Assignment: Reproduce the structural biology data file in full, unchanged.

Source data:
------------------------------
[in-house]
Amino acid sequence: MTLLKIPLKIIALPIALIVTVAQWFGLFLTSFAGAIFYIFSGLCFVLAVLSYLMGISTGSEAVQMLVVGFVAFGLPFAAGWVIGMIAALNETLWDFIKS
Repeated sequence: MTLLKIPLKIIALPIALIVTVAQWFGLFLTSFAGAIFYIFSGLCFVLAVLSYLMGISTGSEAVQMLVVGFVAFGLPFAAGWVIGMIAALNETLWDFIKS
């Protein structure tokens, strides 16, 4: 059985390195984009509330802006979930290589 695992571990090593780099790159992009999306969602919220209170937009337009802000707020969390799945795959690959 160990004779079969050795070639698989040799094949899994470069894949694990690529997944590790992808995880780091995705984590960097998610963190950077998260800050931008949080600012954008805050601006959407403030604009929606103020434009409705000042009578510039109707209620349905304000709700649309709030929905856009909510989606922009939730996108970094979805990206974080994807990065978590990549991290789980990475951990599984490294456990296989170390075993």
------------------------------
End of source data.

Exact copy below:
[in-house]
Amino acid sequence: MTLLKIPLKIIALPIALIVTVAQWFGLFLTSFAGAIFYIFSGLCFVLAVLSYLMGISTGSEAVQMLVVGFVAFGLPFAAGWVIGMIAALNETLWDFIKS
Repeated sequence: MTLLKIPLKIIALPIALIVTVAQWFGLFLTSFAGAIFYIFSGLCFVLAVLSYLMGISTGSEAVQMLVVGFVAFGLPFAAGWVIGMIAALNETLWDFIKS
């Protein structure tokens, strides 16, 4: 059985390195984009509330802006979930290589 695992571990090593780099790159992009999306969602919220209170937009337009802000707020969390799945795959690959 160990004779079969050795070639698989040799094949899994470069894949694990690529997944590790992808995880780091995705984590960097998610963190950077998260800050931008949080600012954008805050601006959407403030604009929606103020434009409705000042009578510039109707209620349905304000709700649309709030929905856009909510989606922009939730996108970094979805990206974080994807990065978590990549991290789980990475951990599984490294456990296989170390075993």